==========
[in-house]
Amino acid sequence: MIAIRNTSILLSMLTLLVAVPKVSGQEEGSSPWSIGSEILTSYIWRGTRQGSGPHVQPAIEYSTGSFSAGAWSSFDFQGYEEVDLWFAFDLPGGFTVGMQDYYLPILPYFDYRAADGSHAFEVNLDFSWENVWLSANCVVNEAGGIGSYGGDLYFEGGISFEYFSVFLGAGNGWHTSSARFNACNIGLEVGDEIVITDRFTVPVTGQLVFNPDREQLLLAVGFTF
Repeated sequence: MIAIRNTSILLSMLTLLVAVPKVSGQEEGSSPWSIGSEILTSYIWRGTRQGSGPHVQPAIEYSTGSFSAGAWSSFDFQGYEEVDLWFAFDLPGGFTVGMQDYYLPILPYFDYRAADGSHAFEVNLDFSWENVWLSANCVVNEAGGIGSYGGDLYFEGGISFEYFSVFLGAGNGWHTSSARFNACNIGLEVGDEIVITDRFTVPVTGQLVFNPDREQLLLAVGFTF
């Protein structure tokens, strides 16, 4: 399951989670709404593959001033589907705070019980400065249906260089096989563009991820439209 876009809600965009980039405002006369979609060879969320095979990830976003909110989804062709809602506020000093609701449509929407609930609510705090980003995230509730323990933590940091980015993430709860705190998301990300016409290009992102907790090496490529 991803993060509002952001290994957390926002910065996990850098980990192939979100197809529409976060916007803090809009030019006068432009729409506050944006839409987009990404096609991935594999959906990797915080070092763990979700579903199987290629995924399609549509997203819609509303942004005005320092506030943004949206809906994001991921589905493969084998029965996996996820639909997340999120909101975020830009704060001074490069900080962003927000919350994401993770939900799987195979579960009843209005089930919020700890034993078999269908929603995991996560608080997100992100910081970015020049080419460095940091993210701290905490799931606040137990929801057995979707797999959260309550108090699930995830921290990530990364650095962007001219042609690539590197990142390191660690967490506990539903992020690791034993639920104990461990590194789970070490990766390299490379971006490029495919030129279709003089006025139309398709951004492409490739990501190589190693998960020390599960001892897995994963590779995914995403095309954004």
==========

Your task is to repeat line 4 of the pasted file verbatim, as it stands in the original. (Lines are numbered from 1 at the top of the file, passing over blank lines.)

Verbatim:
């Protein structure tokens, strides 16, 4: 399951989670709404593959001033589907705070019980400065249906260089096989563009991820439209 876009809600965009980039405002006369979609060879969320095979990830976003909110989804062709809602506020000093609701449509929407609930609510705090980003995230509730323990933590940091980015993430709860705190998301990300016409290009992102907790090496490529 991803993060509002952001290994957390926002910065996990850098980990192939979100197809529409976060916007803090809009030019006068432009729409506050944006839409987009990404096609991935594999959906990797915080070092763990979700579903199987290629995924399609549509997203819609509303942004005005320092506030943004949206809906994001991921589905493969084998029965996996996820639909997340999120909101975020830009704060001074490069900080962003927000919350994401993770939900799987195979579960009843209005089930919020700890034993078999269908929603995991996560608080997100992100910081970015020049080419460095940091993210701290905490799931606040137990929801057995979707797999959260309550108090699930995830921290990530990364650095962007001219042609690539590197990142390191660690967490506990539903992020690791034993639920104990461990590194789970070490990766390299490379971006490029495919030129279709003089006025139309398709951004492409490739990501190589190693998960020390599960001892897995994963590779995914995403095309954004």